But the academic/practitioner dual identity can pose a lot of problems when the person is involved with or belongs to a high-demand group. That can have true cultural impacts at certain scales: see above for notes on Naropa as a front organization for Shambhala International. In the example of how the efforts of two academics were manipulated by omission into boosting Ashtanga as a feminist practice, we can see out even scholars outside of high-demand groups can be impacted.

In terms of individual cases, you bring up Simmer-Brown. I too would like to know how exactly can someone bound by samaya also be bound by peer-review? Is it a matter of switching hats? How can there not be a conflict of interest that deprives her academic students of critical distance? I understand that the insider-outsider debate has been dealt with in detail in Religious Studies over the decades and that many have developed past that dichotomy. But the split remains plain when group members gain social power within the group, in this case academically, and then function to legitimize the group to the general public.

Can scholarship even cover over the most important data at hand? Let’s consider Holly Gayley’s scholarship (this is not an attack on her person) on “Sangyum”, for example, in this paper (Religions 2018, 9, 179; doi:10.3390/rel9060179):

Gayley provides a well-researched review of the concept and practice of the “secret consort”, beginning with premodern sources, ostensibly relevant against the backdrop of contemporary abuse scandals. Gayley spends a fair amount of space reporting on Sogyal Rinpoche’s abuse (not her word) of the tradition, but only has the following to say about Trungpa’s engagement of it. Trungpa remains the spiritual head of the community she teaches in from a mixed position of devotion and scholarship:

“In North America, Chögyam Trungpa Rinpoche (1939–1987) was unique in naming seven women as sangyum, who served as his companions and personal representatives toward the end of his life. They remain respected members of the Shambhala community, given prominent seats at events and addressed with the title Sangyum before their names. In addition, Diana Mukpo, whom Trungpa Rinpoche married in England after disrobing in 1970, received the title Sakyong Wangmo, a royal designation from eastern Tibet. Still today, she and several of the sangyum teach advanced trainings in the Shambhala teachings based on terma that Trungpa Rinpoche revealed in the late 1970s. The public nature of these contemporary women’s roles—from Tsering Chödrön to Diana Mukpo—has given them a stature that illicit trysts, tantric or otherwise, do not. Nonetheless, by their own accounts, the role is not an easy one to navigate.”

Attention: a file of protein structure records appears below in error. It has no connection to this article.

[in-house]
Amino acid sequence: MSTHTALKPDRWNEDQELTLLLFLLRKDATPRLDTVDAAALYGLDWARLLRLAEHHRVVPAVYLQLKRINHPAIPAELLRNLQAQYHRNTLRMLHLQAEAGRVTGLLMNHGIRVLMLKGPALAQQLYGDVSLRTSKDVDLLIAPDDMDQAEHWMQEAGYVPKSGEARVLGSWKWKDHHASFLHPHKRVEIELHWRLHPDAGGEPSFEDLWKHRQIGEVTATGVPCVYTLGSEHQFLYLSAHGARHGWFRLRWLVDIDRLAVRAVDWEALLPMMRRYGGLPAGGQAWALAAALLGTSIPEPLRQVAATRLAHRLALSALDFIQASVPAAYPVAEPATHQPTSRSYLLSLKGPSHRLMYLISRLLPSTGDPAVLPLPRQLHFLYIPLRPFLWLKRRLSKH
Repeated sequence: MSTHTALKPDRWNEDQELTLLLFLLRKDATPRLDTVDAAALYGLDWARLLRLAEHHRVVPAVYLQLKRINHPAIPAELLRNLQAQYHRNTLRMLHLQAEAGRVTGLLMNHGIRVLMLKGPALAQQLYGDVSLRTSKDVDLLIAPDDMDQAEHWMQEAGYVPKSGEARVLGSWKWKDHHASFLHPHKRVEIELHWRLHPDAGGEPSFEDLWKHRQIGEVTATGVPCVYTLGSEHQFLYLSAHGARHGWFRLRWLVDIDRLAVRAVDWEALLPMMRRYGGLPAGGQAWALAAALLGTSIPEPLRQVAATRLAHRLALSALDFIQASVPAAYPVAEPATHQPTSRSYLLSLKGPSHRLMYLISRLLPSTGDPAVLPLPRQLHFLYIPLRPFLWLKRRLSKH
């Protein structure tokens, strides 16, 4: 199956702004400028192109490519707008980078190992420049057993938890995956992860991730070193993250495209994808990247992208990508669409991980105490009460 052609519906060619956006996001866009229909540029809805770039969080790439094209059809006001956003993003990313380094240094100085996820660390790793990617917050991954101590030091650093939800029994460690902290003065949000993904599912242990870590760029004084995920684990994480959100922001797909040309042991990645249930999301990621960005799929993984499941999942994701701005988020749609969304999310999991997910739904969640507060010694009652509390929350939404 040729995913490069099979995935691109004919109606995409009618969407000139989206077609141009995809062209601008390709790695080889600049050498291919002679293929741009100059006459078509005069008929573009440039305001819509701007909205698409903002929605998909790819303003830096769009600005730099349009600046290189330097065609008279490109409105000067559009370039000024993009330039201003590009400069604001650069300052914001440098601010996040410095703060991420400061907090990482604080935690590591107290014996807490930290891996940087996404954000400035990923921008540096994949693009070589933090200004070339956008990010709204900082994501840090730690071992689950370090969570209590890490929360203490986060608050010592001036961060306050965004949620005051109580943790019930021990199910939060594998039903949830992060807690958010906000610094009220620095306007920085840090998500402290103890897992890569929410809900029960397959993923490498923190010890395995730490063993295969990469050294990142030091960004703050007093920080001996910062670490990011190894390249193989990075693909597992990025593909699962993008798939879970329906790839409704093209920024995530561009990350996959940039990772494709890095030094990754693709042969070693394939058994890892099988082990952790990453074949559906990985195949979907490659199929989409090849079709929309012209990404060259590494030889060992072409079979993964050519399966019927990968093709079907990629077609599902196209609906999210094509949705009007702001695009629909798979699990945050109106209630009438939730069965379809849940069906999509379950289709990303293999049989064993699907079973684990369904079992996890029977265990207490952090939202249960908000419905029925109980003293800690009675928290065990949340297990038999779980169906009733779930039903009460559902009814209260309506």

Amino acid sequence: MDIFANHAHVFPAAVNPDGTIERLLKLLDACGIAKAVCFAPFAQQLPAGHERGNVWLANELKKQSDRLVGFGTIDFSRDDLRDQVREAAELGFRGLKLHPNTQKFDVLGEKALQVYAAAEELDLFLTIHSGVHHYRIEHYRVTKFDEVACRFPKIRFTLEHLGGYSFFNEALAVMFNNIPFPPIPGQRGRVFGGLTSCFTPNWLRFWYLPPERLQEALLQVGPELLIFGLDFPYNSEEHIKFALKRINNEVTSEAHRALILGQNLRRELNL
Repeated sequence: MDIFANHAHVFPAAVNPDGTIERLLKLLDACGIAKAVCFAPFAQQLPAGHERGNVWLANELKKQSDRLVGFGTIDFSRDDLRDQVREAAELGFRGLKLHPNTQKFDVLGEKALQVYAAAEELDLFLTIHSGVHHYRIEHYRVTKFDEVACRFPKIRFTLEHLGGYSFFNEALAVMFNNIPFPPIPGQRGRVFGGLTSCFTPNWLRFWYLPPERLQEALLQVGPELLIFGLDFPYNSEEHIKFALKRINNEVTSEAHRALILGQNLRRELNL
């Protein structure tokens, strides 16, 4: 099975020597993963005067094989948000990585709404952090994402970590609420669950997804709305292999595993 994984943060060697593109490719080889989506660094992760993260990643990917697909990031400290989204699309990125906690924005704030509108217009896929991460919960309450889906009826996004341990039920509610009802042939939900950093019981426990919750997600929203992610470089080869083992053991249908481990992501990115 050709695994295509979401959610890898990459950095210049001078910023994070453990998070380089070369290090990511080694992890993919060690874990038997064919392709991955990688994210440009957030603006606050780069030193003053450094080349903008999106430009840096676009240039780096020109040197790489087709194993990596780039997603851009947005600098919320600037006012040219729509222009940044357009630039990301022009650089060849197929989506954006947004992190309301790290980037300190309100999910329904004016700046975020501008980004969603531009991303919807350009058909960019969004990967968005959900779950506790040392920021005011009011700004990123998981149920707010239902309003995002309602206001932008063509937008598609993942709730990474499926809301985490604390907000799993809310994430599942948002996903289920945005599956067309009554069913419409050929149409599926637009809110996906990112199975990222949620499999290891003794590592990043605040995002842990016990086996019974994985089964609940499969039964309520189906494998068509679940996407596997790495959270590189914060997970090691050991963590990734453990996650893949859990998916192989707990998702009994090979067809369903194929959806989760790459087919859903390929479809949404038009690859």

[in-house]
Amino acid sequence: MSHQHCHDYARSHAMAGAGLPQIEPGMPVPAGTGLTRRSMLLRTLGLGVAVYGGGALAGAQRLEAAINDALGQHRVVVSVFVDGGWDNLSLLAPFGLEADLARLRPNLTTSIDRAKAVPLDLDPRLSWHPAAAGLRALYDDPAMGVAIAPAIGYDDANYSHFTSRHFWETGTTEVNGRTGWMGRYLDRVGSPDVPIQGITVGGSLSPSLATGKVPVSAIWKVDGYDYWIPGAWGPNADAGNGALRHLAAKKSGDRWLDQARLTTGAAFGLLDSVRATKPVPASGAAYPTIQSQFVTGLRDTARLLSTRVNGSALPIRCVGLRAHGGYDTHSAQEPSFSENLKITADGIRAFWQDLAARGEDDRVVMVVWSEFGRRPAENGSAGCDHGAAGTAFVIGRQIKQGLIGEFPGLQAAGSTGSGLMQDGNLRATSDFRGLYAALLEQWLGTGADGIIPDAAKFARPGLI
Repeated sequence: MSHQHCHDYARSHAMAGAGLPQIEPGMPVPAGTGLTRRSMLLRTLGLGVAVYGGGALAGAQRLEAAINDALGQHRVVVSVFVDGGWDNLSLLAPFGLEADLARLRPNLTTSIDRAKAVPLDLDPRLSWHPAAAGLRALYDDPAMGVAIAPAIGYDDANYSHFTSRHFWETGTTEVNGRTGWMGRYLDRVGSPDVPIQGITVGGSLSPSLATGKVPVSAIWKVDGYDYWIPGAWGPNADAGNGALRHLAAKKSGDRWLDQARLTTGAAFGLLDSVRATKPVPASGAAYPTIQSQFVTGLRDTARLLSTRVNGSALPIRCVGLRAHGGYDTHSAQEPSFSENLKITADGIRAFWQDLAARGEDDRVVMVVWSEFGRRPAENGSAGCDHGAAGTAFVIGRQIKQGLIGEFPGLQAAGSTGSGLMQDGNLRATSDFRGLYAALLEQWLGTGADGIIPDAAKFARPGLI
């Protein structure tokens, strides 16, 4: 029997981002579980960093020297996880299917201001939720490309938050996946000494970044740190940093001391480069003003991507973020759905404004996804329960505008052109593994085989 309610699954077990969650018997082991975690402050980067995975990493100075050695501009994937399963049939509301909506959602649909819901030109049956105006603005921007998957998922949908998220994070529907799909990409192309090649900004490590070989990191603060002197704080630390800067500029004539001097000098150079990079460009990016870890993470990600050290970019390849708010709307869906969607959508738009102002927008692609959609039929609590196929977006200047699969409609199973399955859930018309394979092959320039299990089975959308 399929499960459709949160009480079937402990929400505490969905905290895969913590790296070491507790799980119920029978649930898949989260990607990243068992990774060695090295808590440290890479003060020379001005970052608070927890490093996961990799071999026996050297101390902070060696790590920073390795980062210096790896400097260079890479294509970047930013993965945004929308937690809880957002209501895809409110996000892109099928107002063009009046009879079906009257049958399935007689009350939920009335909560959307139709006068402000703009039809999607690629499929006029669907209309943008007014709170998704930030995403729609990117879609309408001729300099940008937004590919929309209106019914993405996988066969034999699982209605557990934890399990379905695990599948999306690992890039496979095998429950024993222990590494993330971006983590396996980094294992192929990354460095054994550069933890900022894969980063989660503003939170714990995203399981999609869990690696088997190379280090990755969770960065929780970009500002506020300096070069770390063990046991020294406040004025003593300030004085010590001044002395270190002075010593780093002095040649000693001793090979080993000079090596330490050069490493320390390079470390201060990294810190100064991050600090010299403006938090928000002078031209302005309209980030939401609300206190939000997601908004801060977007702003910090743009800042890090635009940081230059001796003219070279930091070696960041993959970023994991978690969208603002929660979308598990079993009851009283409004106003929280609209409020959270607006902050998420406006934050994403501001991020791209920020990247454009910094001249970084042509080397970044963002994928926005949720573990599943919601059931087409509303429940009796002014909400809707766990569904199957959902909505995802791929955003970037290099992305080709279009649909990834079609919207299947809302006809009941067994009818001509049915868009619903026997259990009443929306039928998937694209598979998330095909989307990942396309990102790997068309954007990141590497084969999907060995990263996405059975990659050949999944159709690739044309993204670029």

But Trungpa didn’t just “name” them. He seduced many into sexual relationships of questionable or no-consent, including Ciel Turzanski, reportedly at or before the age of 15 — same age Diana was when they first had sex. “They” do not all remain “respected members”. Ciel is deceased and Leslie Hays hasn’t attended events for years, and more recently she’s been ostracized and defamed for describing the abuse of her spiritual “marriage” to Trungpa.

So what’s going on here? How does this research and historicization and academic gentility contextualize and normalize a crucial aspect of the very group Gayley has ethnographic access to? Was it part of Gaylely’s scope to interview any of these women? If not, why not? As teaching staff in Shambhala, and based in Colorado, I can’t imagine that Gayley wouldn’t have access to those interview opportunities. The timing is so important if unintentional and unlucky. The publication data says it was submitted in April of 2018, but Leslie Hays starts disclosing her experience on Facebook before it was published in July.

I’m careful here to say nothing about Gayley’s character or intentions but rather to point at the impact of a paper like this: that is flattens her own community into a textual artifact rather than a living network. I hate that I have to give that disclaimer, but ad hominem is so normalized in this landscape that people do it, see it, and feel it everywhere. I think it has something to do with the intimacy of the content. We’re fighting over what we love, and how we have been betrayed.

So there’s direct scholarship, generated from with the group, which provides a cover of legitimacy for the group. But I also think we also have to consider the influence of other academics who lend abusive organizations credibility — and this is weird — whether as apologists OR reformers.